Curriculum at Highfield

We believe that children learn best by actively pursuing their interests and ideas through exploratory play, supported by teaching staff who extend their learning, facilitating the child's process of creating and developing theories about the world. 

Children’s personal, social and emotional development is central to their learning and we support this through the development of positive and caring relationships. Each child has a Key Person who completes their Learning Journey.

We encourage the development of self-confidence and self-awareness and children become independent learners by choosing resources and accessing all areas of the nursery environment. We support children in managing feelings and behaviour through giving them the vocabulary to name a range of emotions and use a conflict resolution approach, where we help children learn how to find solutions to their conflicts and help support how they manage the conflict next time.

Respect for children’s rights runs through our curriculum. We are a UNICEF Rights Respecting School, teaching children about their rights and their responsibilities to themselves, to others and to the world around them and this threads through our work. It helps develop children’s acceptance of difference and diversity and supports the development of a strong moral compass. It is evident in interactions between staff and children, where staff listen to children and children show respect for each other and for adults.

We believe in child centred learning and plan for a balance of child initiated and adult led learning.

We use the Development Matters 2020 in the Early Years Foundation Stage guidance which sets out what a child is expected to learn from birth to five.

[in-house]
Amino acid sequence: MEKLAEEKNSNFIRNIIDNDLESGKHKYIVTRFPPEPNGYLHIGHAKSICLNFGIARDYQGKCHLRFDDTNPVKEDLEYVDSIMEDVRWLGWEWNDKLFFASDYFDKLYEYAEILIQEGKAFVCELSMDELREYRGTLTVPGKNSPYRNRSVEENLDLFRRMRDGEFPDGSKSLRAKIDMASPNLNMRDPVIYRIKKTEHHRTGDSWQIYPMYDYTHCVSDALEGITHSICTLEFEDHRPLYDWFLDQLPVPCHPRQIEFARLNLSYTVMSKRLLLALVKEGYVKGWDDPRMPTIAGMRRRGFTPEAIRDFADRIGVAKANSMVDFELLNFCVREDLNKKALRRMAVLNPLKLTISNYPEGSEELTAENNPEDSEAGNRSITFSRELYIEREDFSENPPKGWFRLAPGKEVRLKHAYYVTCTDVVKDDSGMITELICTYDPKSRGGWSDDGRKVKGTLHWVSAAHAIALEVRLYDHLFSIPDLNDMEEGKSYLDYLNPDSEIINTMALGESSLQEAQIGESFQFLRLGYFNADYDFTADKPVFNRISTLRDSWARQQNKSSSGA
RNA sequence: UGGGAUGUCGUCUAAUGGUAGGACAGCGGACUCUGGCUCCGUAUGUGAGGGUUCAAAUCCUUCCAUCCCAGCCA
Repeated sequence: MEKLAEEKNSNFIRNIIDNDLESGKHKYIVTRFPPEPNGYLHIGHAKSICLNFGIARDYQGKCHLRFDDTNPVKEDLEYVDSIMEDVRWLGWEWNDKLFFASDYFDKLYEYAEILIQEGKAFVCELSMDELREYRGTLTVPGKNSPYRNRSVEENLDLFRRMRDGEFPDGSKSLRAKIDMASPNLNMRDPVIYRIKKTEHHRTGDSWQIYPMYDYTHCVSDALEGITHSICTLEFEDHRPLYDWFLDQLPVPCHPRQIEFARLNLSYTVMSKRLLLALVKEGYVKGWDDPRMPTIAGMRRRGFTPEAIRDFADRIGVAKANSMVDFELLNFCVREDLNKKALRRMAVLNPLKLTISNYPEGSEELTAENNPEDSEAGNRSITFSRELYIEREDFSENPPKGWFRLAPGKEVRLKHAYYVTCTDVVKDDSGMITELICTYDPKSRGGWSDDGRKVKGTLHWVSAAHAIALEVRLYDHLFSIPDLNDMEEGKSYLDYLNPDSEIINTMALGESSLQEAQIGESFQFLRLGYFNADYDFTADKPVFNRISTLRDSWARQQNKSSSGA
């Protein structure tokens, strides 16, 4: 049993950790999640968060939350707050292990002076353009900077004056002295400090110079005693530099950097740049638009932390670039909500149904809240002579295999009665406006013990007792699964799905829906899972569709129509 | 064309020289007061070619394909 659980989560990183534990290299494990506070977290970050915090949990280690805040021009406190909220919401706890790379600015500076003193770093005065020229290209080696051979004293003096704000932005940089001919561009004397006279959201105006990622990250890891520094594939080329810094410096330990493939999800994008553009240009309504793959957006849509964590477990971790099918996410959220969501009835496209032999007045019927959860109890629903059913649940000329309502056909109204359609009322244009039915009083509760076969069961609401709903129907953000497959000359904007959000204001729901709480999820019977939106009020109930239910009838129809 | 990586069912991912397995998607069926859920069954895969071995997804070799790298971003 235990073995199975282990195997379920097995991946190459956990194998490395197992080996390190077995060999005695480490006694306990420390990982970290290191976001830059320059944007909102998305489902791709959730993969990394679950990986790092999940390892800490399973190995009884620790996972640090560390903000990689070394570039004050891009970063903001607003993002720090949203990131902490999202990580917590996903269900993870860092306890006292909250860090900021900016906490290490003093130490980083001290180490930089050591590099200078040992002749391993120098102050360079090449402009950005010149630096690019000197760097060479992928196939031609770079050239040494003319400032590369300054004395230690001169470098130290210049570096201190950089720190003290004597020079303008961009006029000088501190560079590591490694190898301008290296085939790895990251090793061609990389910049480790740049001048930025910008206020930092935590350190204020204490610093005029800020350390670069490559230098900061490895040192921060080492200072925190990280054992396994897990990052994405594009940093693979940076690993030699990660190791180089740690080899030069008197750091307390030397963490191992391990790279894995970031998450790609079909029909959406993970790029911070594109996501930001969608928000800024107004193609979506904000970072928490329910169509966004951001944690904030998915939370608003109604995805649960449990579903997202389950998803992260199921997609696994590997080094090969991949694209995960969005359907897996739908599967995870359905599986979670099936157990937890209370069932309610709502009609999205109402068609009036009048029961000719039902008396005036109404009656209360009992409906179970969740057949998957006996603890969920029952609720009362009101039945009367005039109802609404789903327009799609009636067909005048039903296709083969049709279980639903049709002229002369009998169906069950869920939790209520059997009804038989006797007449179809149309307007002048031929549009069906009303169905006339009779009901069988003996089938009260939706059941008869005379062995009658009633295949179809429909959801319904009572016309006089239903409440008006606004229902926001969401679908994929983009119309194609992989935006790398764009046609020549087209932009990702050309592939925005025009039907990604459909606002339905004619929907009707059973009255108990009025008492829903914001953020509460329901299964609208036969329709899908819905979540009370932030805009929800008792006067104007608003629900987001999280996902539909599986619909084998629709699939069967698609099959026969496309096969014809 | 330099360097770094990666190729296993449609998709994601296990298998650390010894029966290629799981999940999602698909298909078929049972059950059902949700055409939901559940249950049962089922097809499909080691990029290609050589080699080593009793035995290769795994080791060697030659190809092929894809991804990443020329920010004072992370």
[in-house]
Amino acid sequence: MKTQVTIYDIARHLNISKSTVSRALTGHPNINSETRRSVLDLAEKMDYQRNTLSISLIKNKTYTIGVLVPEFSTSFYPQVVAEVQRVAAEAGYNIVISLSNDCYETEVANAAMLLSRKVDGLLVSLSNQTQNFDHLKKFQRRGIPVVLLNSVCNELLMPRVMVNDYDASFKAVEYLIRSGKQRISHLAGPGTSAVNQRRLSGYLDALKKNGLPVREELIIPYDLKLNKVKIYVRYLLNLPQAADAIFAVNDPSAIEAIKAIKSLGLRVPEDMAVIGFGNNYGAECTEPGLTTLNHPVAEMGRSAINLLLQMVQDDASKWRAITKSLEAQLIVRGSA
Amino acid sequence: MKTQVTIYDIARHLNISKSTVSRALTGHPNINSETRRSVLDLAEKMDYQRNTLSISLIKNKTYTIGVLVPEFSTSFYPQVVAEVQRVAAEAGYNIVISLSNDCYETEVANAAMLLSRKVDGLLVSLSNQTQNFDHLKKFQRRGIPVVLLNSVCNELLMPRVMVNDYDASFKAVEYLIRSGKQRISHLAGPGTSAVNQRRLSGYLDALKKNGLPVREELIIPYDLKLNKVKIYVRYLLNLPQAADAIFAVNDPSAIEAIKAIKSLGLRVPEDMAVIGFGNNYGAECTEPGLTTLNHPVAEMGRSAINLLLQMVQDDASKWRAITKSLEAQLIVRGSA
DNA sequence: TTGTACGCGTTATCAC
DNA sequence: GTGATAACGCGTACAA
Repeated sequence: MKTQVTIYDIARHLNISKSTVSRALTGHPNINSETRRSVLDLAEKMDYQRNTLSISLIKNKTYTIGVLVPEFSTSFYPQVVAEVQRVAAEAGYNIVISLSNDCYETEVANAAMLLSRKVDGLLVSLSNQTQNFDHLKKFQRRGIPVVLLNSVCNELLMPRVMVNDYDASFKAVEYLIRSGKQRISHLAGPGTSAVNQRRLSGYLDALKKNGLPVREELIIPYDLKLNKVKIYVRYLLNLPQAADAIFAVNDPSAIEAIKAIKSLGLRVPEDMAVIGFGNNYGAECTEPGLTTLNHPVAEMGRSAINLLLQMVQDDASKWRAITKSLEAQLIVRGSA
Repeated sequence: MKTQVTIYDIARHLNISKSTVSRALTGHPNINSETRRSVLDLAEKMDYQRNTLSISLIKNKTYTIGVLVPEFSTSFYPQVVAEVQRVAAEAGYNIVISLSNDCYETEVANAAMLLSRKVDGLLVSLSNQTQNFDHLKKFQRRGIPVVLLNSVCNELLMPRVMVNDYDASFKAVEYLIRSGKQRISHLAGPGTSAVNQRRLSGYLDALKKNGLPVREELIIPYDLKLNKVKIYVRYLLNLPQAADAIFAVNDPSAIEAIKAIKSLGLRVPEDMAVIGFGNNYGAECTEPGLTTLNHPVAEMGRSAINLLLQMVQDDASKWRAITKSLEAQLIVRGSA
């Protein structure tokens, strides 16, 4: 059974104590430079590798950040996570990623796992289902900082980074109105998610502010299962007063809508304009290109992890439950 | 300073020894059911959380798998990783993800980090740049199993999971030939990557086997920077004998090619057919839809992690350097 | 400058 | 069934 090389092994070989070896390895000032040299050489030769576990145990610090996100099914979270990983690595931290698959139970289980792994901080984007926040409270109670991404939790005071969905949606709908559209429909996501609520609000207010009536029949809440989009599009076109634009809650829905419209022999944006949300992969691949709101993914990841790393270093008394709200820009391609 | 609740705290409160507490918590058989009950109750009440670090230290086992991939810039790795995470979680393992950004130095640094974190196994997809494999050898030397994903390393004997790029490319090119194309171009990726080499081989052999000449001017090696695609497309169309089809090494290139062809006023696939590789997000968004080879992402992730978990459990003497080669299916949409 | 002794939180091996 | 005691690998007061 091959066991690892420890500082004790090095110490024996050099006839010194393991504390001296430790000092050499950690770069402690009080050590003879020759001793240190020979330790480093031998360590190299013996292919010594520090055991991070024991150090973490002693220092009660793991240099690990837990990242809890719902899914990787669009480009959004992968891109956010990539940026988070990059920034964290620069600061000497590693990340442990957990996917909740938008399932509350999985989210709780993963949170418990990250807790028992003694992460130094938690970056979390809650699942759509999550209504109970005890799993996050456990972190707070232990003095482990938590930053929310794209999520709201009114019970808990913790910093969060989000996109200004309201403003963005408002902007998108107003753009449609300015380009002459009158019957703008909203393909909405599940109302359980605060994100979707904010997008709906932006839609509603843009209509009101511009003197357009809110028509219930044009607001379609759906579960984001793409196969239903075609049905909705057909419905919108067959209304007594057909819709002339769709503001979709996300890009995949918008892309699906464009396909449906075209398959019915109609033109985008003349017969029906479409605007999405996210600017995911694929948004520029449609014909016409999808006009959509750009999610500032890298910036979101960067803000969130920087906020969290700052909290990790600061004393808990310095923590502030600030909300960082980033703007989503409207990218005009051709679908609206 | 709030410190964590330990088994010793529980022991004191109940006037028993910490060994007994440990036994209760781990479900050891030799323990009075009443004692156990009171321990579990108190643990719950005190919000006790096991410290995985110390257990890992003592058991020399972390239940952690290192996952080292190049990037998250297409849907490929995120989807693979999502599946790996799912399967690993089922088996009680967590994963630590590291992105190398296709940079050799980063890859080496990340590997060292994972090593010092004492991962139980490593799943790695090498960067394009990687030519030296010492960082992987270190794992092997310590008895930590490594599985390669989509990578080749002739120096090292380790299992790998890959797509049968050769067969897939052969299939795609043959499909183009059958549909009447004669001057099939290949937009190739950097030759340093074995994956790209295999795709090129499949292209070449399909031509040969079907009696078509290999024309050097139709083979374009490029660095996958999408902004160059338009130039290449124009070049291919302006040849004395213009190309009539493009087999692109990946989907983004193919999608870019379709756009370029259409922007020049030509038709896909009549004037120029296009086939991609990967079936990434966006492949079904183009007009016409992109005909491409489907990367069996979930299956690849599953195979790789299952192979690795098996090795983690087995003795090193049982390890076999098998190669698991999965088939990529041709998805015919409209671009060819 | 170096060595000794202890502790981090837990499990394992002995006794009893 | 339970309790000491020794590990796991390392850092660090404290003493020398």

Prime areas

  • Personal Social and Emotional Development
  • Communication and Language
  • Physical Development

Specific areas

  • Literacy
  • Mathematics
  • Understanding the world
  • Expressive arts and design

We provide a rich and varied learning environment planning learning in all areas of the curriculum and allowing children to learn in a variety of ways, with a balance of child and adult initiated learning.  Learning is linked closely to our Story Curriculum.

We value learning outdoors, and believe that being outdoors has a positive impact on children's sense of well-being and on their development. We plan for learning outdoors across the curriculum and children have access to the outdoor learning environment throughout the day. All classes take part in timetabled Forest School sessions, developing self-regulation, risk management, and an understanding of the natural world.

We encourage children to take responsibility for their own learning, to be involved, as far as possible, in reviewing the way they learn, what helps them learn and what makes it difficult for them to learn.

We aim to develop the characteristics of effective learning through our teaching:

  • Finding out and exploring
  • Using what they know in their play
  • Being willing to have a go
  • Being involved and concentrating
  • Keeping on trying
  • Enjoying achieving what they set out to do
  • Having their own ideas
  • Making links
  • Choosing ways to do things 

We plan activities, experiences and provocations to meet needs identified from observation and assessment, and extend children’s learning through:

  • Planning in the moment for child initiated learning during free flow play
  • Children’s reflection on learning to develop meta-cognition
  • Quiet time with yoga and massage to develop self-regulation
  • A focus on a range of core books over the year through our Story Curriculum, so that the children develop a bank of deeply known and loved shared stories
  • Literacy & phonics using Letter and Sounds and Jolly Phonics
  • Philosophy sessions to develop deeper thinking and sustained shared thinking
  • Maths group time
  • Personal, social & emotional development and learning about our rights and responsibilities group time
  • Daily story linked to our Story Curriculum
  • Weekly Library Book exchange